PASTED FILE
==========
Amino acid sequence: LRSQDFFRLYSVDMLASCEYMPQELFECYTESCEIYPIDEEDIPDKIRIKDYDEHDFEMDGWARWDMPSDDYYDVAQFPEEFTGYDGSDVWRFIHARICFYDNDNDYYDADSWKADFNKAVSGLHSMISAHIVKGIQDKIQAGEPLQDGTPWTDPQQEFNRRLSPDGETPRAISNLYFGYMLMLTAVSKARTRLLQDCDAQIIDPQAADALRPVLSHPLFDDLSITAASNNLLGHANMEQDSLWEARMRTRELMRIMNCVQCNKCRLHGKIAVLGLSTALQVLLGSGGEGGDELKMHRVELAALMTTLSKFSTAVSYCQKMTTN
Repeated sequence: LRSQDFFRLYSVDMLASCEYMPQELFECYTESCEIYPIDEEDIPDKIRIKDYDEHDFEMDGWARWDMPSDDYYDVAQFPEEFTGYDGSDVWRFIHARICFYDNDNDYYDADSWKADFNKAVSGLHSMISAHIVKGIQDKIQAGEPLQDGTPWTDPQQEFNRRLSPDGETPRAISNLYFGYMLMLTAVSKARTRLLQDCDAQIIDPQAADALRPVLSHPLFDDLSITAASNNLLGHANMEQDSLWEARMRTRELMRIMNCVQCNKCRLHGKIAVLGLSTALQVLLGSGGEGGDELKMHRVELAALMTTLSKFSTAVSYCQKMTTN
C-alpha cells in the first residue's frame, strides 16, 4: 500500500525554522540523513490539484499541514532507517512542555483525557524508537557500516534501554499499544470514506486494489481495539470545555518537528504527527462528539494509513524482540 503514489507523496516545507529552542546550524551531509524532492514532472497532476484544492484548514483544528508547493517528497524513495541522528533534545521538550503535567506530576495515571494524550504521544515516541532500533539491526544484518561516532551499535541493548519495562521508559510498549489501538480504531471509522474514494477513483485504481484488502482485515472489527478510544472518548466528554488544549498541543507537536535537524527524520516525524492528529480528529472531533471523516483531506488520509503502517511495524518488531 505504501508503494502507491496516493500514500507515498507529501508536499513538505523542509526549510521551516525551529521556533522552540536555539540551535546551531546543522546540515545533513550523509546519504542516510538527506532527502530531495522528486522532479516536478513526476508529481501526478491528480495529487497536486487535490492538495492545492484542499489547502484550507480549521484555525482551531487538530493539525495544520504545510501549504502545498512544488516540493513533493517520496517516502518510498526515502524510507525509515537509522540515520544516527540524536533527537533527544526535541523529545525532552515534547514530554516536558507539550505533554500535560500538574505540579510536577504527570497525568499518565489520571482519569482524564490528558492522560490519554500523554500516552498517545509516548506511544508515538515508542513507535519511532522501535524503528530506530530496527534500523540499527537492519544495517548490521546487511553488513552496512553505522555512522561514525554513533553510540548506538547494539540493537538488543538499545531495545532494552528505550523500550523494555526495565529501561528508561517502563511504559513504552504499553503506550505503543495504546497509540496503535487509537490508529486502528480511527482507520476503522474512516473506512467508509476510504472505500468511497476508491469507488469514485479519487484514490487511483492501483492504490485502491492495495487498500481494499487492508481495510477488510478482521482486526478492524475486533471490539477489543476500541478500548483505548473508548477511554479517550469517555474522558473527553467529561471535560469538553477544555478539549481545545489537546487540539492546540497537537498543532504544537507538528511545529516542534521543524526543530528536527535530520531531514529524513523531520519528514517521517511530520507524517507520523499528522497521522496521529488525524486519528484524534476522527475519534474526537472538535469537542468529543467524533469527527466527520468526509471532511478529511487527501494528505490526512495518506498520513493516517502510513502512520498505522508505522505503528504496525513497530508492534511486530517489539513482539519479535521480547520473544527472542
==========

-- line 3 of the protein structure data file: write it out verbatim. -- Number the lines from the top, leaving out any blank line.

C-alpha cells in the first residue's frame, strides 16, 4: 500500500525554522540523513490539484499541514532507517512542555483525557524508537557500516534501554499499544470514506486494489481495539470545555518537528504527527462528539494509513524482540 503514489507523496516545507529552542546550524551531509524532492514532472497532476484544492484548514483544528508547493517528497524513495541522528533534545521538550503535567506530576495515571494524550504521544515516541532500533539491526544484518561516532551499535541493548519495562521508559510498549489501538480504531471509522474514494477513483485504481484488502482485515472489527478510544472518548466528554488544549498541543507537536535537524527524520516525524492528529480528529472531533471523516483531506488520509503502517511495524518488531 505504501508503494502507491496516493500514500507515498507529501508536499513538505523542509526549510521551516525551529521556533522552540536555539540551535546551531546543522546540515545533513550523509546519504542516510538527506532527502530531495522528486522532479516536478513526476508529481501526478491528480495529487497536486487535490492538495492545492484542499489547502484550507480549521484555525482551531487538530493539525495544520504545510501549504502545498512544488516540493513533493517520496517516502518510498526515502524510507525509515537509522540515520544516527540524536533527537533527544526535541523529545525532552515534547514530554516536558507539550505533554500535560500538574505540579510536577504527570497525568499518565489520571482519569482524564490528558492522560490519554500523554500516552498517545509516548506511544508515538515508542513507535519511532522501535524503528530506530530496527534500523540499527537492519544495517548490521546487511553488513552496512553505522555512522561514525554513533553510540548506538547494539540493537538488543538499545531495545532494552528505550523500550523494555526495565529501561528508561517502563511504559513504552504499553503506550505503543495504546497509540496503535487509537490508529486502528480511527482507520476503522474512516473506512467508509476510504472505500468511497476508491469507488469514485479519487484514490487511483492501483492504490485502491492495495487498500481494499487492508481495510477488510478482521482486526478492524475486533471490539477489543476500541478500548483505548473508548477511554479517550469517555474522558473527553467529561471535560469538553477544555478539549481545545489537546487540539492546540497537537498543532504544537507538528511545529516542534521543524526543530528536527535530520531531514529524513523531520519528514517521517511530520507524517507520523499528522497521522496521529488525524486519528484524534476522527475519534474526537472538535469537542468529543467524533469527527466527520468526509471532511478529511487527501494528505490526512495518506498520513493516517502510513502512520498505522508505522505503528504496525513497530508492534511486530517489539513482539519479535521480547520473544527472542